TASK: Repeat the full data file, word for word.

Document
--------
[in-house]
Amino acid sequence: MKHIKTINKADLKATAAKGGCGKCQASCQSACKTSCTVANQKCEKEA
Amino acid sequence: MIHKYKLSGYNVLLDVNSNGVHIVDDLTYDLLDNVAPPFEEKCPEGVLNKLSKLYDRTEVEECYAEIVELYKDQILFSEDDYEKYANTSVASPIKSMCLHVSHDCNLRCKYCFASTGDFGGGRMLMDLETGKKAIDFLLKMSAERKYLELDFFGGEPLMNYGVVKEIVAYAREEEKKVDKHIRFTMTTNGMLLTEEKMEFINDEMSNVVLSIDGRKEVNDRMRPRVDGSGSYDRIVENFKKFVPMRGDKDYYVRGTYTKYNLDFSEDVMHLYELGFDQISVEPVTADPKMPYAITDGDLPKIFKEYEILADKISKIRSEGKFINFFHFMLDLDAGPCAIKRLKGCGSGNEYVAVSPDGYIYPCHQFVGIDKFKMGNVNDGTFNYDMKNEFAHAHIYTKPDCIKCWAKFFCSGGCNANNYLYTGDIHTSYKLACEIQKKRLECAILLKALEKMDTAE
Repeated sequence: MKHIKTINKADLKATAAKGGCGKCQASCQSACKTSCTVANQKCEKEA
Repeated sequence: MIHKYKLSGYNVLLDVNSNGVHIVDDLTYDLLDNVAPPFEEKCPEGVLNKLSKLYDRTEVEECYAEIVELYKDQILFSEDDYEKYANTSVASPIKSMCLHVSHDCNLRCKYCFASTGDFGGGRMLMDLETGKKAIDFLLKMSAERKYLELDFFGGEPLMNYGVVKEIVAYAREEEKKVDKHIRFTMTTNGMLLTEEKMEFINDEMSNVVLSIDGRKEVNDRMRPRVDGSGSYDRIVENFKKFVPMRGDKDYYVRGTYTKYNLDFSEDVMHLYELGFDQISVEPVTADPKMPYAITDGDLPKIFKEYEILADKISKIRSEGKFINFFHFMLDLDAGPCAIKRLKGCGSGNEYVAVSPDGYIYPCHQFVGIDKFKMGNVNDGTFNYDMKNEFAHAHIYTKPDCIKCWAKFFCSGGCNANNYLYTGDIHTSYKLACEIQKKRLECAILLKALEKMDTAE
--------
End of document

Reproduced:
[in-house]
Amino acid sequence: MKHIKTINKADLKATAAKGGCGKCQASCQSACKTSCTVANQKCEKEA
Amino acid sequence: MIHKYKLSGYNVLLDVNSNGVHIVDDLTYDLLDNVAPPFEEKCPEGVLNKLSKLYDRTEVEECYAEIVELYKDQILFSEDDYEKYANTSVASPIKSMCLHVSHDCNLRCKYCFASTGDFGGGRMLMDLETGKKAIDFLLKMSAERKYLELDFFGGEPLMNYGVVKEIVAYAREEEKKVDKHIRFTMTTNGMLLTEEKMEFINDEMSNVVLSIDGRKEVNDRMRPRVDGSGSYDRIVENFKKFVPMRGDKDYYVRGTYTKYNLDFSEDVMHLYELGFDQISVEPVTADPKMPYAITDGDLPKIFKEYEILADKISKIRSEGKFINFFHFMLDLDAGPCAIKRLKGCGSGNEYVAVSPDGYIYPCHQFVGIDKFKMGNVNDGTFNYDMKNEFAHAHIYTKPDCIKCWAKFFCSGGCNANNYLYTGDIHTSYKLACEIQKKRLECAILLKALEKMDTAE
Repeated sequence: MKHIKTINKADLKATAAKGGCGKCQASCQSACKTSCTVANQKCEKEA
Repeated sequence: MIHKYKLSGYNVLLDVNSNGVHIVDDLTYDLLDNVAPPFEEKCPEGVLNKLSKLYDRTEVEECYAEIVELYKDQILFSEDDYEKYANTSVASPIKSMCLHVSHDCNLRCKYCFASTGDFGGGRMLMDLETGKKAIDFLLKMSAERKYLELDFFGGEPLMNYGVVKEIVAYAREEEKKVDKHIRFTMTTNGMLLTEEKMEFINDEMSNVVLSIDGRKEVNDRMRPRVDGSGSYDRIVENFKKFVPMRGDKDYYVRGTYTKYNLDFSEDVMHLYELGFDQISVEPVTADPKMPYAITDGDLPKIFKEYEILADKISKIRSEGKFINFFHFMLDLDAGPCAIKRLKGCGSGNEYVAVSPDGYIYPCHQFVGIDKFKMGNVNDGTFNYDMKNEFAHAHIYTKPDCIKCWAKFFCSGGCNANNYLYTGDIHTSYKLACEIQKKRLECAILLKALEKMDTAE